The danger of modeling decisions based on current trends

Modeling your decisions on current trends of the day or making decisions based on shallow preparation hurts you and those you follow in two ways:

  1. It erodes trust. People do not like following a leader who is easily swayed in their decisions. It makes people question the direction, grumble, complain, and lose faith that the their leader has what it takes to move them forward.
  2. It plays with your follower’s emotions. If you have ever been part of an environment where the culture was change, then you know how your emotions are led to the highest of heights one day and to the depths of despair the next.

This is why it is important to have a clear vision, mission, and purpose that is clearly communicated so that those become the grid through which we view and make decisions. As leaders, we must do the pre-work, ask the questions, read the literature, ask the counsel, and seek the face of God before a change is made so that we portray ourselves as resolute, confident, and visionary.

To do otherwise is harmful to us and to those who follow us. Look in your rear-view mirror and see who you have left behind.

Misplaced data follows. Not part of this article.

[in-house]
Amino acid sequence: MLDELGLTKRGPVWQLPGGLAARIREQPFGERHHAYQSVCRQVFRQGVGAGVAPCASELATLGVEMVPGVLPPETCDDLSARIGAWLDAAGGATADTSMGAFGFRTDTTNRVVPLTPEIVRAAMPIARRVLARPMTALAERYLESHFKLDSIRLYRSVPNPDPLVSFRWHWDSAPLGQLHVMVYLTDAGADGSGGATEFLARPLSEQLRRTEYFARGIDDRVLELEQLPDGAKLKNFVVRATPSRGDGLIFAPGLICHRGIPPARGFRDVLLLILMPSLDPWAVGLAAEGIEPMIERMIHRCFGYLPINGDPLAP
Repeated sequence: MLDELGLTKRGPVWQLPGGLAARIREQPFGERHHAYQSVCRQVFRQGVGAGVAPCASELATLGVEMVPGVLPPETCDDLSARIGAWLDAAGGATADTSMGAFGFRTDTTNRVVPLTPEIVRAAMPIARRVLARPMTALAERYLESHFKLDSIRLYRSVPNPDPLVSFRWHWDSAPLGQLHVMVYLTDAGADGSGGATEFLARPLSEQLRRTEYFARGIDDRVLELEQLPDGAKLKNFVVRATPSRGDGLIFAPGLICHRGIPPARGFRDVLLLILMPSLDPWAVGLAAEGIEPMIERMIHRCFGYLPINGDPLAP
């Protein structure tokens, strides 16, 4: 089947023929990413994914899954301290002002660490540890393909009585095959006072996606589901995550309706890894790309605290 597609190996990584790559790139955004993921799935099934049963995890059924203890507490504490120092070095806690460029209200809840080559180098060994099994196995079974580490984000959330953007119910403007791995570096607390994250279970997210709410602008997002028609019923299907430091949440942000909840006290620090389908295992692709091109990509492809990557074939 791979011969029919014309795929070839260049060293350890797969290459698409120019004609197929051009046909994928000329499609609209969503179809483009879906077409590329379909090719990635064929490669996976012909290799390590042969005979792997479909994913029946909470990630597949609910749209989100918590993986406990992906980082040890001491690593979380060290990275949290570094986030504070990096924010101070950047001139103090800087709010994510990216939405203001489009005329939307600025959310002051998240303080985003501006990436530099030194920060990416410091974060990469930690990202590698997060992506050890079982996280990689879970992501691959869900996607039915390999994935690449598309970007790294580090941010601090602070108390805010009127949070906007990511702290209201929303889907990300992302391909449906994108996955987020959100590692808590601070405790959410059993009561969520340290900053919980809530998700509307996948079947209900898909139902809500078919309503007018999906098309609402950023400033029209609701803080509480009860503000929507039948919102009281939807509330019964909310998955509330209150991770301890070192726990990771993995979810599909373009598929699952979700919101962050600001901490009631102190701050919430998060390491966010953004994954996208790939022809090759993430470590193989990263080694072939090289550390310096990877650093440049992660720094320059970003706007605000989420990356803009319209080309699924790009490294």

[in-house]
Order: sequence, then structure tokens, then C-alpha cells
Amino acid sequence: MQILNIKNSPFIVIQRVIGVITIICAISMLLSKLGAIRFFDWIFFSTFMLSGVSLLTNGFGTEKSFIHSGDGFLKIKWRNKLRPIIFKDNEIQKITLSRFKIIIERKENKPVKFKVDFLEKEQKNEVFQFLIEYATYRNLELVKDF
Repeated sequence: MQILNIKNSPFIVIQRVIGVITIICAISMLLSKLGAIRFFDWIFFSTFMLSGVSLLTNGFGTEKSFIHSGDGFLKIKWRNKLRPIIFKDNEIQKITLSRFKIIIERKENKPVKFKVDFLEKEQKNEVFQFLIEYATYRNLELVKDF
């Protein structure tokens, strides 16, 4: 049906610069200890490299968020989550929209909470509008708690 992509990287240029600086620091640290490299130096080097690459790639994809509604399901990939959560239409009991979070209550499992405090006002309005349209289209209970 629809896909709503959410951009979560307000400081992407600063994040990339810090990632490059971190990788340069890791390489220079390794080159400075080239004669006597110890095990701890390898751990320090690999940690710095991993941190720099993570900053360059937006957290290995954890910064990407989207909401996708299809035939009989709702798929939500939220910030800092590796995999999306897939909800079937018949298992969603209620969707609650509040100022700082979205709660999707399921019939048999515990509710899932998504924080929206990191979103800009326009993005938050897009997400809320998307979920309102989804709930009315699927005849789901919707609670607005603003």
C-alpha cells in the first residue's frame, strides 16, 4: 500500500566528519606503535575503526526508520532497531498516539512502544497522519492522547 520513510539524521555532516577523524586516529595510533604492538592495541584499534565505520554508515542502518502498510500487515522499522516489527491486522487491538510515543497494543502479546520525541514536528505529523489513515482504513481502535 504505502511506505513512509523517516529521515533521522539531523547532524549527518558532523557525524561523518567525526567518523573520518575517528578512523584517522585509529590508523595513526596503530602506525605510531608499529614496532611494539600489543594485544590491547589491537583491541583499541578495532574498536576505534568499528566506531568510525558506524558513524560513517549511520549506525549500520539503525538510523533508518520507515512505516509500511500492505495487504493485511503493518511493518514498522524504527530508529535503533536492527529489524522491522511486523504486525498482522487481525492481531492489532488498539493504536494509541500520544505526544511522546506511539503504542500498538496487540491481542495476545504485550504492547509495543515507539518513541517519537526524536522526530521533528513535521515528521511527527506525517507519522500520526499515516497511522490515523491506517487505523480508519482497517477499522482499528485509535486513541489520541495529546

Those who follow us do notice when we alter our trajectory when yesterday we were following another.

How will you be perceived by those who follow you?

If you have someone who would benefit from this post today, please share it. That would be so appreciated!


Please Leave a Reply

Fill in your details below or click an icon to log in:

WordPress.com Logo

You are commenting using your WordPress.com account. Log Out /  Change )

Google+ photo

You are commenting using your Google+ account. Log Out /  Change )

Twitter picture

You are commenting using your Twitter account. Log Out /  Change )

Facebook photo

You are commenting using your Facebook account. Log Out /  Change )


Connecting to %s